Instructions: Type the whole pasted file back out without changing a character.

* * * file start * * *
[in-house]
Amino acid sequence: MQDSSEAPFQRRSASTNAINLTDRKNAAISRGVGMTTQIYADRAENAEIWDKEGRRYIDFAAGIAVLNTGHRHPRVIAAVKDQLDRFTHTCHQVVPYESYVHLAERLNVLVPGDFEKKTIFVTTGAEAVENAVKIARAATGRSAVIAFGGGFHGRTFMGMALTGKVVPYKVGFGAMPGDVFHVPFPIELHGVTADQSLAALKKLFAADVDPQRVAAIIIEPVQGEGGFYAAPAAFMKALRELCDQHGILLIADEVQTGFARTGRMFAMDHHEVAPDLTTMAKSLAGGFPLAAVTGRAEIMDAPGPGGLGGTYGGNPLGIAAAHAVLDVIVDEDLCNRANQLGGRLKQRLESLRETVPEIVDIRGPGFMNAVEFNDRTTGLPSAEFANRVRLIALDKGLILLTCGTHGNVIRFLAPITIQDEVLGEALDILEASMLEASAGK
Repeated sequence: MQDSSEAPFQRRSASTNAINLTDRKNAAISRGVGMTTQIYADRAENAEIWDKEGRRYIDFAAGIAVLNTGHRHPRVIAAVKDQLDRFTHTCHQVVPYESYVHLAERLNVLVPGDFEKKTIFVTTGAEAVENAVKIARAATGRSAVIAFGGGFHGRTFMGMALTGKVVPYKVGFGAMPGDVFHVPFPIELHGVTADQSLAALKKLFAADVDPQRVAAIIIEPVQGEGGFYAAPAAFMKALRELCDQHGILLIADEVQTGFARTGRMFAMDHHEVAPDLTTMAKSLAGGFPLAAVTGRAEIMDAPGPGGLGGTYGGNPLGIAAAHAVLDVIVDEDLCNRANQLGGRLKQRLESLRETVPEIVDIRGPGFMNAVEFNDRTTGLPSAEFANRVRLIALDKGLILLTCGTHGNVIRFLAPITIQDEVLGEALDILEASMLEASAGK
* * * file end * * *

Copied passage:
[in-house]
Amino acid sequence: MQDSSEAPFQRRSASTNAINLTDRKNAAISRGVGMTTQIYADRAENAEIWDKEGRRYIDFAAGIAVLNTGHRHPRVIAAVKDQLDRFTHTCHQVVPYESYVHLAERLNVLVPGDFEKKTIFVTTGAEAVENAVKIARAATGRSAVIAFGGGFHGRTFMGMALTGKVVPYKVGFGAMPGDVFHVPFPIELHGVTADQSLAALKKLFAADVDPQRVAAIIIEPVQGEGGFYAAPAAFMKALRELCDQHGILLIADEVQTGFARTGRMFAMDHHEVAPDLTTMAKSLAGGFPLAAVTGRAEIMDAPGPGGLGGTYGGNPLGIAAAHAVLDVIVDEDLCNRANQLGGRLKQRLESLRETVPEIVDIRGPGFMNAVEFNDRTTGLPSAEFANRVRLIALDKGLILLTCGTHGNVIRFLAPITIQDEVLGEALDILEASMLEASAGK
Repeated sequence: MQDSSEAPFQRRSASTNAINLTDRKNAAISRGVGMTTQIYADRAENAEIWDKEGRRYIDFAAGIAVLNTGHRHPRVIAAVKDQLDRFTHTCHQVVPYESYVHLAERLNVLVPGDFEKKTIFVTTGAEAVENAVKIARAATGRSAVIAFGGGFHGRTFMGMALTGKVVPYKVGFGAMPGDVFHVPFPIELHGVTADQSLAALKKLFAADVDPQRVAAIIIEPVQGEGGFYAAPAAFMKALRELCDQHGILLIADEVQTGFARTGRMFAMDHHEVAPDLTTMAKSLAGGFPLAAVTGRAEIMDAPGPGGLGGTYGGNPLGIAAAHAVLDVIVDEDLCNRANQLGGRLKQRLESLRETVPEIVDIRGPGFMNAVEFNDRTTGLPSAEFANRVRLIALDKGLILLTCGTHGNVIRFLAPITIQDEVLGEALDILEASMLEASAGK